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Poisson distribution - Maximum Likelihood Estimation

by , PhD

In this lecture, we explain how to derive the maximum likelihood estimator (MLE) of the parameter of a Poisson distribution.

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The main steps that you need to take in order to derive the MLE of the Poisson distribution: 1) compute the likelihood; 2) take the logarithm; 3) compute the derivative of the log likelihood with respect to the parameter; 4) set the derivative equal to zero; 5) solve the equation and find the MLE.


We observe n independent draws from a Poisson distribution.

In other words, there are n independent Poisson random variables[eq1]and we observe their realizations[eq2]

The probability mass function of a single draw $X_{j}$ is[eq3]where:

The likelihood function

The likelihood function is[eq5]


The n observations are independent. As a consequence, the likelihood function is equal to the product of their probability mass functions:[eq6]Furthermore, the observed values [eq7] necessarily belong to the support R_X. So, we have[eq8]

The log-likelihood function

The log-likelihood function is [eq9]


By taking the natural logarithm of the likelihood function derived above, we get the log-likelihood:[eq10]

The maximum likelihood estimator

The maximum likelihood estimator of $lambda $ is[eq11]


The MLE is the solution of the following maximization problem [eq12]The first order condition for a maximum is [eq13]The first derivative of the log-likelihood with respect to the parameter $lambda $ is[eq14]Impose that the first derivative be equal to zero, and get[eq15]

Therefore, the estimator [eq16] is just the sample mean of the n observations in the sample.

This makes intuitive sense because the expected value of a Poisson random variable is equal to its parameter $lambda _{0}$, and the sample mean is an unbiased estimator of the expected value.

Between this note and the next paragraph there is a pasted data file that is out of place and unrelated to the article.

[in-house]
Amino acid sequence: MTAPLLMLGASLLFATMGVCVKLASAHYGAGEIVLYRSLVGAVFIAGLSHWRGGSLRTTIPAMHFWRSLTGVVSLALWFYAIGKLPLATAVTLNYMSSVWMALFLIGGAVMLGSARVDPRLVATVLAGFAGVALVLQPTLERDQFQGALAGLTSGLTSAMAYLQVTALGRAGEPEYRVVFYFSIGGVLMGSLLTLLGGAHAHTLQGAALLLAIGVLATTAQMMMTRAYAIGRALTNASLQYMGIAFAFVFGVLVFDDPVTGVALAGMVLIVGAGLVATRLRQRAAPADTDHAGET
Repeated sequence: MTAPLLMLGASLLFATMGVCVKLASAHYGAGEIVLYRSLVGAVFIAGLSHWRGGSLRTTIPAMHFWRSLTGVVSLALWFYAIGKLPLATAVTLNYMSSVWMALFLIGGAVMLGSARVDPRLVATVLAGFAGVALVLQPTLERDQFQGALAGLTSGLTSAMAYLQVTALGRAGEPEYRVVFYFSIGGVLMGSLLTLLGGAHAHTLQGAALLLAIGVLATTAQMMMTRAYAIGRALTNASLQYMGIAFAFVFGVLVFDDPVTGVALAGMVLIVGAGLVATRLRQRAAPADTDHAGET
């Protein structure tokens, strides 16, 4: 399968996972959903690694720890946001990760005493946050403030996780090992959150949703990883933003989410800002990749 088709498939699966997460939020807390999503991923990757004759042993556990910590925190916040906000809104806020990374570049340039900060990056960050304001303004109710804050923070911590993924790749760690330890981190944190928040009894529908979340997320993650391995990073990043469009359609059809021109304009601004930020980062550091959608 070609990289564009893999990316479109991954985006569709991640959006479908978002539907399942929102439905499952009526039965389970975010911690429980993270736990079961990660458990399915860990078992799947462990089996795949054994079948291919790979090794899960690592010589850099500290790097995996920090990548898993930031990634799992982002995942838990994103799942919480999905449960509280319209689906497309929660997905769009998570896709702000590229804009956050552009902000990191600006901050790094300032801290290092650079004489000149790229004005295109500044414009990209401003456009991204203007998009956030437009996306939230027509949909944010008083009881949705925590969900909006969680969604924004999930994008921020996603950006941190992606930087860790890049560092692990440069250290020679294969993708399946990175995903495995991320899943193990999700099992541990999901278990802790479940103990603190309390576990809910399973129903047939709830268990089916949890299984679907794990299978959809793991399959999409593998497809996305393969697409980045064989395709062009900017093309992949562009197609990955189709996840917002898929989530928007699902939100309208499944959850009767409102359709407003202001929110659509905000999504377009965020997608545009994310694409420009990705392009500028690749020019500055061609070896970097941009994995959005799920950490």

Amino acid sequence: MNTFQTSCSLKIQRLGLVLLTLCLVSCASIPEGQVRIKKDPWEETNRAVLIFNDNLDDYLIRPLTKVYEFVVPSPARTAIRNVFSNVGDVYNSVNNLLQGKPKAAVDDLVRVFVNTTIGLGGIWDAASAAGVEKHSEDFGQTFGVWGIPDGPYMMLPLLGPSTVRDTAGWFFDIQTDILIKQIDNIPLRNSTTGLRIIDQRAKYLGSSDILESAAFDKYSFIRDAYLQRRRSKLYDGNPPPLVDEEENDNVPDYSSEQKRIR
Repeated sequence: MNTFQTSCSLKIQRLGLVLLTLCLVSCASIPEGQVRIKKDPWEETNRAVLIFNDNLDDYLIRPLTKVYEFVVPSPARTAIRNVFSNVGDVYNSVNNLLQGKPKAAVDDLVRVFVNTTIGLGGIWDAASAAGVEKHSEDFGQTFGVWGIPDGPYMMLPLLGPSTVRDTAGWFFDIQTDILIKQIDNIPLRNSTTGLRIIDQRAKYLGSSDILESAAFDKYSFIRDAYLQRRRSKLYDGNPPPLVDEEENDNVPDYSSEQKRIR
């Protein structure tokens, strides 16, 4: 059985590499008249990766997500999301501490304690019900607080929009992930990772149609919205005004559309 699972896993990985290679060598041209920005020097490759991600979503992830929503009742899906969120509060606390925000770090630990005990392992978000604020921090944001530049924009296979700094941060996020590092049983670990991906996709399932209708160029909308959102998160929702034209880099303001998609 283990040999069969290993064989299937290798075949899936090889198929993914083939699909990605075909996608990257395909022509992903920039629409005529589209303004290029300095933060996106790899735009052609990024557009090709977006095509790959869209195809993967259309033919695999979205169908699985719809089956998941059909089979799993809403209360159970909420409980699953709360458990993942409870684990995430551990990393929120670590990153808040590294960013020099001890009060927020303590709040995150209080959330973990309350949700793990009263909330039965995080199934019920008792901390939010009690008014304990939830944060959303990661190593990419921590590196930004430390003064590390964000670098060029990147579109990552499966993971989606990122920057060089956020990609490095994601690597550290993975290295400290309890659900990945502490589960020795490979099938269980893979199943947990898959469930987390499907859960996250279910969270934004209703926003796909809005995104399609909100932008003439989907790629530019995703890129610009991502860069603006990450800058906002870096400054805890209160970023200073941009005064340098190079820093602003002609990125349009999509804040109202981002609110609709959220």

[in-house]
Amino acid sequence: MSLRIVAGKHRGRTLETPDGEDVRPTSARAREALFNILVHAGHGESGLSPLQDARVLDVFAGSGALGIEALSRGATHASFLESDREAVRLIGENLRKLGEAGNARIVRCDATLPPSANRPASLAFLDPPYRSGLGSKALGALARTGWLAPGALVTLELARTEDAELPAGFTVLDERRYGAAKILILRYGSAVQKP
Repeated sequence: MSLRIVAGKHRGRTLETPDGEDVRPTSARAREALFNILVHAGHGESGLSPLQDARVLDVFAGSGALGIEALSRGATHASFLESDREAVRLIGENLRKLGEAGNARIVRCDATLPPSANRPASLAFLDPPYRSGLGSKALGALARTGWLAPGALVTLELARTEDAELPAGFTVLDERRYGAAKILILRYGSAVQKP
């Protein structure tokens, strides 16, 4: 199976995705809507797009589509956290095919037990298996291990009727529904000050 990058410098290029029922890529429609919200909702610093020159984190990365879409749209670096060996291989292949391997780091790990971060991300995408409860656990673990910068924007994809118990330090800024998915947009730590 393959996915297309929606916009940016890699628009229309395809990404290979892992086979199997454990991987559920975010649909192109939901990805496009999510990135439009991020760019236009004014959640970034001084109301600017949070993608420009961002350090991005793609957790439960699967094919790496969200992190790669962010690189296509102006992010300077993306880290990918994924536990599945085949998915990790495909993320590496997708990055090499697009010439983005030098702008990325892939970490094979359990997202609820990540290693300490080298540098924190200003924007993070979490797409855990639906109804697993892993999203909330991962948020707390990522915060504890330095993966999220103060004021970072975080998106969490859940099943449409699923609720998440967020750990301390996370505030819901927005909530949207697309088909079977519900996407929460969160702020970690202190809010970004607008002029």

Asymptotic variance

The estimator [eq17] is asymptotically normal with asymptotic mean equal to $lambda _{0}$ and asymptotic variance equal to[eq18]


The score is[eq19]The Hessian is[eq20]The information equality implies that[eq21]where we have used the fact that the expected value of a Poisson random variable with parameter $lambda _{0}$ is equal to $lambda _{0}$. Finally, the asymptotic variance is[eq22]

Thus, the distribution of the maximum likelihood estimator [eq23] can be approximated by a normal distribution with mean $lambda _{0}$ and variance $lambda _{0}/n$.

Other examples

On StatLect you can find detailed derivations of MLEs for numerous other distributions and statistical models.

Exponential distributionUnivariate distributionAnalytical
Normal distributionUnivariate distributionAnalytical
T distributionUnivariate distributionNumerical
Multivariate normal distributionMultivariate distributionAnalytical
Normal linear regression modelRegression modelAnalytical
Logistic classification modelClassification modelNumerical
Probit classification modelClassification modelNumerical
Gaussian mixtureMixture of distributionsNumerical (EM)

How to cite

Please cite as:

Taboga, Marco (2021). "Poisson distribution - Maximum Likelihood Estimation", Lectures on probability theory and mathematical statistics. Kindle Direct Publishing. Online appendix.

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